The experts added that Pakistan has great potential for aquaculture, but due to a lack of knowledge, scientific research in the sector, water pollution, and unsustainable fisheries, this sector is neglected, reports DailyTimes.
The two-day conference highlighted opportunities and discussed the problems facing the country's aquaculture industry.
Dr Hina Baig moderated the inaugural session, in which Director KU-HEC-ORIC Professor Shahana Urooj Kazmi, while introducing the conference theme highlighted the enormous opportunities and challenges.
Professor Gleyn Bledsoe, University of Idaho, US, emphasised that aquaculture and fishery society should be made self-sufficient, and a yearly conference should be organised to bring industry and researchers together.
Director General National Centre for Maritime Policy Research Vice Admiral Asaf Humayun was the Chief Guest of the conference. He acknowledged the importance of aquaculture in Pakistan, and urged to bridge the gap between industry and researchers.
"Pakistan being the fifth or sixth largest populated country feeds many people, and therefore, food security in this sector is very important for creating jobs," he said.
Mohammad Moazzam Khan, Ex-Director MFD, WWF-Pakistan also spoke on the occasion and said that similar to livestock and poultry, aquaculture is an important source for food. "Eating fish is still taken as a luxury in Pakistan, and is not included in the stable, daily diet. We need to change this, and aquaculture can be a great source for that," said Khan.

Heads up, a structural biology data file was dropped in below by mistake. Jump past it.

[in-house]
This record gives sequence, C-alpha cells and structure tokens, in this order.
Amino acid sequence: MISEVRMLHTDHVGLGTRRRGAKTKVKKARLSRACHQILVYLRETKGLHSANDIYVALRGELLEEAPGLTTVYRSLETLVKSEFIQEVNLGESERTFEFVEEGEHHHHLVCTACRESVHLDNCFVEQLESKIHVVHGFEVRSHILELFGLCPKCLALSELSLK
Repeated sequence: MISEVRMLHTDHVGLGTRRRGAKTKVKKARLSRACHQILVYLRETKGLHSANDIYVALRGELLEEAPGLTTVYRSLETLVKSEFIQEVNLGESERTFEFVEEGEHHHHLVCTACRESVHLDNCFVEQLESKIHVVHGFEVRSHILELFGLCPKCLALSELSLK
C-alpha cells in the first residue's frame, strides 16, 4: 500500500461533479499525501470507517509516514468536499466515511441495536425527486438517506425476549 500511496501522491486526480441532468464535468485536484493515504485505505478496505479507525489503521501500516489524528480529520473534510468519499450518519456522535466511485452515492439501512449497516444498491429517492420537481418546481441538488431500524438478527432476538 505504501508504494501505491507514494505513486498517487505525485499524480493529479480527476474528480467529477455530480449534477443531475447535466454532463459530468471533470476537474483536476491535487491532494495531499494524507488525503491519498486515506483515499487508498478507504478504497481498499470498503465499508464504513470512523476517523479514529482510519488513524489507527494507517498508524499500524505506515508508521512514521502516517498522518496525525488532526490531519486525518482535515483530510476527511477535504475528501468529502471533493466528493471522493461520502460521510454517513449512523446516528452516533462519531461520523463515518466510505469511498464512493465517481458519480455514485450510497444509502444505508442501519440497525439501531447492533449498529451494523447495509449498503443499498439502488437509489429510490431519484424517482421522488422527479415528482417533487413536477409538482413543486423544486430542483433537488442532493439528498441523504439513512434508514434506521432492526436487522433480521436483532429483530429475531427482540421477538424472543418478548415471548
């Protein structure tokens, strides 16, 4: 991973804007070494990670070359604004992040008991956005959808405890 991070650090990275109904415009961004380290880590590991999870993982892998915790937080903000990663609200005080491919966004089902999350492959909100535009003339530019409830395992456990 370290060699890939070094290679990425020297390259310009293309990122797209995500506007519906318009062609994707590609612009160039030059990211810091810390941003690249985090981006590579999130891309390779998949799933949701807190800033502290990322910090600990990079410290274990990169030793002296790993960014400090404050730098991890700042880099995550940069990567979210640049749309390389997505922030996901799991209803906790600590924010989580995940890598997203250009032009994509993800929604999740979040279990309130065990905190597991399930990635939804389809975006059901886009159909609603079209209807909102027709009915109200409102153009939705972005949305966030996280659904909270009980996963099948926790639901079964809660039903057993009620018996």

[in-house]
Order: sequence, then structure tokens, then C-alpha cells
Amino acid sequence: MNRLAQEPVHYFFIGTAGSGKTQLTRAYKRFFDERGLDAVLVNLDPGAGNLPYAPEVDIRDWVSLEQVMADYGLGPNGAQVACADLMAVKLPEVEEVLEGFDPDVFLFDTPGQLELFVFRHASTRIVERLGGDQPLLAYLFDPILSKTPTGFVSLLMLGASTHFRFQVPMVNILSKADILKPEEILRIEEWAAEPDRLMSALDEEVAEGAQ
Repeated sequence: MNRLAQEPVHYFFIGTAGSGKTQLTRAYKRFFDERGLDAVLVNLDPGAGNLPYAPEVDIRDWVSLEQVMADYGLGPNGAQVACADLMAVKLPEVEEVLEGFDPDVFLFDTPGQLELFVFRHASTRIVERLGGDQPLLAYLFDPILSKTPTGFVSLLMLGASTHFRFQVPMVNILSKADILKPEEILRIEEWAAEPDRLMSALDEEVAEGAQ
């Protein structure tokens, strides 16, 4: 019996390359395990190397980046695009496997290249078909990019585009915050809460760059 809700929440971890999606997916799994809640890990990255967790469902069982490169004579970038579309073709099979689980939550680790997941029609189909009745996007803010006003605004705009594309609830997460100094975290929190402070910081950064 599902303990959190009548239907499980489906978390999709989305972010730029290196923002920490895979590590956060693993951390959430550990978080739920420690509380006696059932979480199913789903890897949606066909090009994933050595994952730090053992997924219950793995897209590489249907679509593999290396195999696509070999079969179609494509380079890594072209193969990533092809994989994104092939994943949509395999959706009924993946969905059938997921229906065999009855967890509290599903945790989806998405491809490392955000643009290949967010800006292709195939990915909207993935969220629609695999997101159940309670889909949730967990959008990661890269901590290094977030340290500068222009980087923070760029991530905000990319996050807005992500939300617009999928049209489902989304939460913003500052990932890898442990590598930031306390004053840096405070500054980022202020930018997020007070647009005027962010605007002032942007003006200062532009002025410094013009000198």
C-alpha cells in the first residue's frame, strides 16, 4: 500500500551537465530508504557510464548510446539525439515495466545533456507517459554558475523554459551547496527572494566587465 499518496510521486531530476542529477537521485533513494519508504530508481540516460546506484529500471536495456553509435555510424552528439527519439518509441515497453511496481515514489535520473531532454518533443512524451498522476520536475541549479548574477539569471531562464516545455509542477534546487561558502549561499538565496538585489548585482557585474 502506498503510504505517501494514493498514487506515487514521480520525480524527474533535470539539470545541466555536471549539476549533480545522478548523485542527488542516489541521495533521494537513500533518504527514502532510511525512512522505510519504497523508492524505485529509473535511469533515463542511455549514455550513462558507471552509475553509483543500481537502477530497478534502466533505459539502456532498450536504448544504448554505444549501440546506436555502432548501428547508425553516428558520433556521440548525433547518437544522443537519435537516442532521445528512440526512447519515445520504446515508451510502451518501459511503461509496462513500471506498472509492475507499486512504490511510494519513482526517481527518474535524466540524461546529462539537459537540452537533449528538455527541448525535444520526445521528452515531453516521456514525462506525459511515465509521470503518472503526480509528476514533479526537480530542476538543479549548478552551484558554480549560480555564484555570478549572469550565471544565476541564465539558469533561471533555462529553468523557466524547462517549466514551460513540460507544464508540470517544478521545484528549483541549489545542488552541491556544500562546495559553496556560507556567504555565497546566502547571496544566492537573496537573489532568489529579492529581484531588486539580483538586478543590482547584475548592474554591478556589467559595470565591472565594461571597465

He added that many fish varieties could have gone extinct in Pakistan; but due to aquaculture, this isn't the case. "If there wasn't aquaculture, we couldn't have even imagined buying fish here; but thanks to fish farming, the fish price is less compared to the international market."
However, there are some adverse impacts too of fish farming on the general ecology and water resources. On contact, Khan admitted the same. "Usually, in fish farms, special food is given to the fish, along with medicines and other chemicals to treat different diseases, and keep them healthy. But when the water is removed from the farm, it has all those chemicals and excess food, causing eutrophication (water bodies receive excess nutrients that stimulate excessive plant growth) in the water sources where farm water is thrown," he said.